Education cuts lead the way in Gov. Tom Corbett’s $27.3 billion budget plan.
The Republican proposes reducing funds for Pennsylvania colleges from $1.5 billion to $836 million. He’d also shave about $550 million from the state subsidy to local school districts.
Gov. Ed Rendell pushed to increase that line item every year, but Corbett’s budget secretary called its rate of growth “unsustainable.”
Senate Democratic Leader Jay Costa called the cuts “unconscionable.”
“Somebody just asked the question about, ‘How are we going to deal with that?’ The outcome is simple: it’s going to mean higher tuition costs for our families that are already struggling to put their kids through school,” Costa said.
While every Republican leader praised Corbett’s spending plan, most of them stayed away from endorsing the higher-education reductions. Senate Appropriations Committee Chair Jake Corman’s non-answer summed up the typical GOP response: “You know, the governor laid out a blueprint today. So I think now it’s important for us to do our job. To allow the institutions to come in, to allow the students to come in, to make their case on how this would impact higher education, both from a tuition perspective, from an infrastructure perspective,” he said. “And then allow the governor–we just heard his speech, we haven’t had a chance to go through it with him–articulate his vision on higher education for Pennsylvania’s future.”
On top of the spending reductions, Corbett asked public school employees to accept a one-year pay freeze, which he claims could save $400 million.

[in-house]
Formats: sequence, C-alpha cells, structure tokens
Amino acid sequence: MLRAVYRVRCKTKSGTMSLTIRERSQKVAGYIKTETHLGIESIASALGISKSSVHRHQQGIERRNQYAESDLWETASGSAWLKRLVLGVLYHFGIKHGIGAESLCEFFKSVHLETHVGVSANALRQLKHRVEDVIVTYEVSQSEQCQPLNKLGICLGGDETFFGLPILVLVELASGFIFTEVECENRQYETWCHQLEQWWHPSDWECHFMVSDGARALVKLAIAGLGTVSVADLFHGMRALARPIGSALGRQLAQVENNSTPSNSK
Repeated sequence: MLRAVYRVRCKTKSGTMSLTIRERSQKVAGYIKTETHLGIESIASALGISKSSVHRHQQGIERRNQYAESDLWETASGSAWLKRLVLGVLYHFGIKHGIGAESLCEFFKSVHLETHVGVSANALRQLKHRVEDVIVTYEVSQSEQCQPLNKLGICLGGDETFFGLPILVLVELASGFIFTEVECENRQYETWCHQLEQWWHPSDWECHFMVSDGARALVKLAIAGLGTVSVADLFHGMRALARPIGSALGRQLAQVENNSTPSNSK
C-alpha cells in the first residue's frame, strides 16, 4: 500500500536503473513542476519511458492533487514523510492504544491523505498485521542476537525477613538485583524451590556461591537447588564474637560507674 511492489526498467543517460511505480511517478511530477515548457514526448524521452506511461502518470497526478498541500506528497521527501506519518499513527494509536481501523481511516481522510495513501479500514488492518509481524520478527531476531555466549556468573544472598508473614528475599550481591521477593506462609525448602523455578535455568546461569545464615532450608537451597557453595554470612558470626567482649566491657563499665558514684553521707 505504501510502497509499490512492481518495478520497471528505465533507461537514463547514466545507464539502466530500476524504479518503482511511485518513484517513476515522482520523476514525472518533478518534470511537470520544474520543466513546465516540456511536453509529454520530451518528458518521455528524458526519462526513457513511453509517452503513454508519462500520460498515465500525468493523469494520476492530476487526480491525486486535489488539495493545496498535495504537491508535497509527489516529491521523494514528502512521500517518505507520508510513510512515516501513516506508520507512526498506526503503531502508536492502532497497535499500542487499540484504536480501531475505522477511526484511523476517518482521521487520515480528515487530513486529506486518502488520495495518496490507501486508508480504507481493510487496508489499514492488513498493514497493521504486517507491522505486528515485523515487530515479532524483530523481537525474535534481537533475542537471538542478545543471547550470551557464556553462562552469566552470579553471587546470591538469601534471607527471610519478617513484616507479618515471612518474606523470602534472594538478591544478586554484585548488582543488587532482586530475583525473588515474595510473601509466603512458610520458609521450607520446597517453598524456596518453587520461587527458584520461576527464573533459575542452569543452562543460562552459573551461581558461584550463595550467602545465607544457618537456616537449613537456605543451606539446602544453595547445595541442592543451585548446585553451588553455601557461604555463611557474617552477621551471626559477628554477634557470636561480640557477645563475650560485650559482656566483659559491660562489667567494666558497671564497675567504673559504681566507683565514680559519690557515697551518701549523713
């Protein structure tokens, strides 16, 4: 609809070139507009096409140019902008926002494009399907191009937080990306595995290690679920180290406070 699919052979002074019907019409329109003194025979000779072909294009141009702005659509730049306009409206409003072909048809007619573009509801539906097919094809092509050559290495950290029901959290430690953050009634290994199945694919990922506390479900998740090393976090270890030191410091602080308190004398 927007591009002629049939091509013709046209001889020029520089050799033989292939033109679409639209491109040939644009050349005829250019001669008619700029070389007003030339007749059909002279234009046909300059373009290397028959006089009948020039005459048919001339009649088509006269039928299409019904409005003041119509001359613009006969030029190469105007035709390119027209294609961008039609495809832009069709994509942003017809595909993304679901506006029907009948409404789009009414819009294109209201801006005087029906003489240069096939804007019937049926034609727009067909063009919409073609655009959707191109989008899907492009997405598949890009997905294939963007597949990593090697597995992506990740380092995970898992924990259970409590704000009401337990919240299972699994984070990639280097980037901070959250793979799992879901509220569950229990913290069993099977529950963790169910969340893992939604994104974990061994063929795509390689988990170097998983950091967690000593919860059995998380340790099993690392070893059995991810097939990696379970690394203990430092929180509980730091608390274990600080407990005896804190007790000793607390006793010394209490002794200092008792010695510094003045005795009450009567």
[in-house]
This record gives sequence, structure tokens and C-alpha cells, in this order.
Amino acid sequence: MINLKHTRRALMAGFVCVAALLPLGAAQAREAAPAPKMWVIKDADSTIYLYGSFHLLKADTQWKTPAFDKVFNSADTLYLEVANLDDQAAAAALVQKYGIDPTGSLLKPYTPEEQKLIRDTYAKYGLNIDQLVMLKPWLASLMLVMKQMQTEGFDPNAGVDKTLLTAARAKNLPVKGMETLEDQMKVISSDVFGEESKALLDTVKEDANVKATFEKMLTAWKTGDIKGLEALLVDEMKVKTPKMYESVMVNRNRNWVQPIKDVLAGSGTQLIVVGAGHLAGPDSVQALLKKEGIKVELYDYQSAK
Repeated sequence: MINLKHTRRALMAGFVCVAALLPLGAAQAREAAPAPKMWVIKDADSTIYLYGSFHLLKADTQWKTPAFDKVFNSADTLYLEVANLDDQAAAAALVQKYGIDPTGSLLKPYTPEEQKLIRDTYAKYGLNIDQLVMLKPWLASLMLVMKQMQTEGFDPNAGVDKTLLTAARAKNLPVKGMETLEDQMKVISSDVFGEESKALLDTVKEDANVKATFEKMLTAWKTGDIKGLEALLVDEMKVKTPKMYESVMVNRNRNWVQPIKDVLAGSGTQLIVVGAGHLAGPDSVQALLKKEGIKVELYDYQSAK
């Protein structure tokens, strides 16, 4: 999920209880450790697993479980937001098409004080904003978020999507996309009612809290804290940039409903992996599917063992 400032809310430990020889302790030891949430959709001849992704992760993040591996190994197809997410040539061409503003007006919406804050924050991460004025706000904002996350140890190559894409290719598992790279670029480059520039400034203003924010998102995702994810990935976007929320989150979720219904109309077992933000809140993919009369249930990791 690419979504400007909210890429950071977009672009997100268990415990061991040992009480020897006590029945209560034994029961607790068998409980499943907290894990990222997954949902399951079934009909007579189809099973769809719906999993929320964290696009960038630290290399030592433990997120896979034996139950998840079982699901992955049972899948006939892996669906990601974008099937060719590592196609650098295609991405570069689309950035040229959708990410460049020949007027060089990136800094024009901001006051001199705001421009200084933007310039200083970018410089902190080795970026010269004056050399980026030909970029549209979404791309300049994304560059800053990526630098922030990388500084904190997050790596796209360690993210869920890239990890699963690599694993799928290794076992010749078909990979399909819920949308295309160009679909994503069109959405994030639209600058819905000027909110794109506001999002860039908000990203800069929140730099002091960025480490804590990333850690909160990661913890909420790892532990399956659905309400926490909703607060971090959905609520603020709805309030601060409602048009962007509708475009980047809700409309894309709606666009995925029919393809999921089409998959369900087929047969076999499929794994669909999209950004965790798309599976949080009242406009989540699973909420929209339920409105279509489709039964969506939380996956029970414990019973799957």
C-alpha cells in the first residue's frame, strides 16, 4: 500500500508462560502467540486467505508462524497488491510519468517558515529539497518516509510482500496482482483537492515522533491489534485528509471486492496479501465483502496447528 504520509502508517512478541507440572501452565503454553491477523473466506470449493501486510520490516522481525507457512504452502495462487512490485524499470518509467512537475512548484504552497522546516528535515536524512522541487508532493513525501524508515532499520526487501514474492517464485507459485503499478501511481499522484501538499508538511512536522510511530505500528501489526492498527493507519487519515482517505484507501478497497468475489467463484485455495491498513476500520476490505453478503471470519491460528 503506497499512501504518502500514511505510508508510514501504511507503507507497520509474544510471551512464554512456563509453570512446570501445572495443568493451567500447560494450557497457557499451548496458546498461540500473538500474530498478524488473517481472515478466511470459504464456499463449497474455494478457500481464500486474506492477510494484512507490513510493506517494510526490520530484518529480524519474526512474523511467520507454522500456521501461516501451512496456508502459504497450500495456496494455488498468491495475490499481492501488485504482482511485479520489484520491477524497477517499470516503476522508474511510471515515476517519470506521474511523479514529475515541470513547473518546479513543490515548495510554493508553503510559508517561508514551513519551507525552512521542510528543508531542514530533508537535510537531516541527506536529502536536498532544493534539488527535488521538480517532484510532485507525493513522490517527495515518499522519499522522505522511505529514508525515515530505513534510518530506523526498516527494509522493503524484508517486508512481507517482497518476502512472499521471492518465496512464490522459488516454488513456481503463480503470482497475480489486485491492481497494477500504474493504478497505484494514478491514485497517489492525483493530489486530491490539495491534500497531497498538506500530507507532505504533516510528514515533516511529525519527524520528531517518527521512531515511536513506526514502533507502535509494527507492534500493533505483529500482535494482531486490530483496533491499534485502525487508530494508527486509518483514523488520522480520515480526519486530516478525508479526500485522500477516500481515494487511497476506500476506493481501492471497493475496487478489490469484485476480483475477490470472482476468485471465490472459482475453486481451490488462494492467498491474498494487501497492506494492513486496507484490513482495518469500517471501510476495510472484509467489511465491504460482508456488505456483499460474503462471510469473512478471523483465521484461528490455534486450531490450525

“Trust me–you’ll have plenty of company out there to keep them warm. With unemployment running over 8 percent, working people across the state are going without pay raises. Or they’re giving back to keep their companies afloat,” he said.
The governor also told public employee unions he’ll push for benefit cuts in upcoming negotiations. “I want to be clear about this to our union leaders: collective bargaining doesn’t mean some ill-defined middle ground. It means finding a spot where things work,” he said. “In this case, it’s going to have to work for the good of the taxpayer, or it’s not going to work at all.”
Corbett’s budget would lead to 1,550 public employee layoffs, according to the administration’s budget book. More than 1,200 of those positions would come from the Department of Public Welfare, even though the agency’s overall budget would increase. In all, 19 agencies would see reduced funding. Four would receive level funding, and 12 would get an increase.
“I said we’d cut,” said Corbett at the beginning of his speech. “I’m not asking you to read my lips. I’m asking you to read my budget.”